In Chinseu village in the area of Traditional Authority (T/A) Kadewere in the same Chiradzulu District, Evance John, a lead farmer, has been advising other farmers to adopt modern methods of farming.

John is among many farmers in the district who are making a killing out of farming.

Tomatoes and other vegetables have done well in the fields this year and John is already planning for the future.

“I have been making a lot of money through these crops. I have been generating between K250, 000 and K300,000 from the sales of these crops to the extent that I am not under any pressure when it comes to paying for my children’s education. I have built a modern house and I am planning to expand,” John says.

As lead farmers, John and Kenson are still benefitting from the FFS approach.

“It’s participatory and all of us, farmers, learn from each other, apart from seeing and adopting the methods that work. For me, I have learned, through the same approach, about the profitability of irrigation farming and planting vetiva in our fields such that I support my fellow farmers though the schools. I have, therefore, benefitted a lot from the approach,” John says.

It has been years since the FFS method was introduced in Malawi and it is already bearing fruits.

Through the approach, experts and the government are able to reach out to as many farmers as possible, in the shortest time possible, with modern methods of farming, messages as well as tools.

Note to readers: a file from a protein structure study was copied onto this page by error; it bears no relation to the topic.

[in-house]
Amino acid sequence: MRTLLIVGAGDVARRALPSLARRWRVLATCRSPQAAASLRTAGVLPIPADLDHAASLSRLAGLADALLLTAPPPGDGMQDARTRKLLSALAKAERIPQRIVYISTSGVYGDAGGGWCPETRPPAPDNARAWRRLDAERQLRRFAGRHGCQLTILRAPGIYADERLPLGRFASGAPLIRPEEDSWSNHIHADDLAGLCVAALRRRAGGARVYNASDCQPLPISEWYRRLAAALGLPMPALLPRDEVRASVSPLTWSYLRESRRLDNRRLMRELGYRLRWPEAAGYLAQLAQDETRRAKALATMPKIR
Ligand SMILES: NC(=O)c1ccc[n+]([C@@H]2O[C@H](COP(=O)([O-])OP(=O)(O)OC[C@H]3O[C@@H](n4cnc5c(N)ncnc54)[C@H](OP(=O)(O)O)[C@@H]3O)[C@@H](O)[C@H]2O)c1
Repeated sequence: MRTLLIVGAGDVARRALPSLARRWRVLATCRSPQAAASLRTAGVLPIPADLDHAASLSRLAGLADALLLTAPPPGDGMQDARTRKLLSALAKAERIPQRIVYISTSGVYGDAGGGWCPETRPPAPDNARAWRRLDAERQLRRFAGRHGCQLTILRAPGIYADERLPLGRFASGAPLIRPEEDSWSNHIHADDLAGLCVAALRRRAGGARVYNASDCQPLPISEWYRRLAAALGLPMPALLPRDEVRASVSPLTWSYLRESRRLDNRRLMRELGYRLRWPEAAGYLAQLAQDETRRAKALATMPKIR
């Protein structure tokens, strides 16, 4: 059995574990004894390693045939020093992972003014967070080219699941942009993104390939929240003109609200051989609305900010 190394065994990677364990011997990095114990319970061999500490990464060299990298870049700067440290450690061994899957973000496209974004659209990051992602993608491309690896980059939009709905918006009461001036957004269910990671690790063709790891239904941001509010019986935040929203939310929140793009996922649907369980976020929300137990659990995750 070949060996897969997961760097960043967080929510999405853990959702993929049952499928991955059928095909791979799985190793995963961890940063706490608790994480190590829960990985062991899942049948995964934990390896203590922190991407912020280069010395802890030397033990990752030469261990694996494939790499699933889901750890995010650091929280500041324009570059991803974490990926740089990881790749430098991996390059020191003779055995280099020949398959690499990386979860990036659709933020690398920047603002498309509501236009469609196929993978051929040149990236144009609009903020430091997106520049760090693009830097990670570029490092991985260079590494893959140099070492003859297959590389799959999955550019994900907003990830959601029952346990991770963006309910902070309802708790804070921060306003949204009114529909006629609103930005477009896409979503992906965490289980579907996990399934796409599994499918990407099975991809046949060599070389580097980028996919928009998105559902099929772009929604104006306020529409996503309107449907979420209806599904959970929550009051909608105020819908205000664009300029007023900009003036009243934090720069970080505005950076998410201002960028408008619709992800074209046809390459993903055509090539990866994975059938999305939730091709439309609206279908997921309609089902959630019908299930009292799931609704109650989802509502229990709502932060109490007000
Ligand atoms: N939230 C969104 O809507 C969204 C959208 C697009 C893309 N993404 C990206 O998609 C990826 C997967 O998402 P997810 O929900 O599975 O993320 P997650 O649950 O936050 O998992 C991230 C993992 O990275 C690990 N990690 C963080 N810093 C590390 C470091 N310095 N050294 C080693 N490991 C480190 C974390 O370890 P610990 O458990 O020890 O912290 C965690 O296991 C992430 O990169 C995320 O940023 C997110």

Through the approach, farmers have also been able to identify and find solutions to challenges they face.

An agriculture economy, Malawi has failed to make strides in the agriculture sector, partly due to shortage of agriculture extension workers.

For example, the country has slightly over 1,700 extension workers against a population of close to 4 million farmers.

One extension worker serves between 2,500 and 3,000 farmers against the targeted 1: 150 ratio, a situation that is denying most farmers, especially those in rural areas, vital agricultural information.

Food and Agriculture Organisation (Fao) of the United Nations says FFSs provide a participatory and complementary way of reinforcing the traditional provision of agricultural advisory services, helping smallholder farmers, in particular, acquire new skills and knowledge and become more resilient to climate change.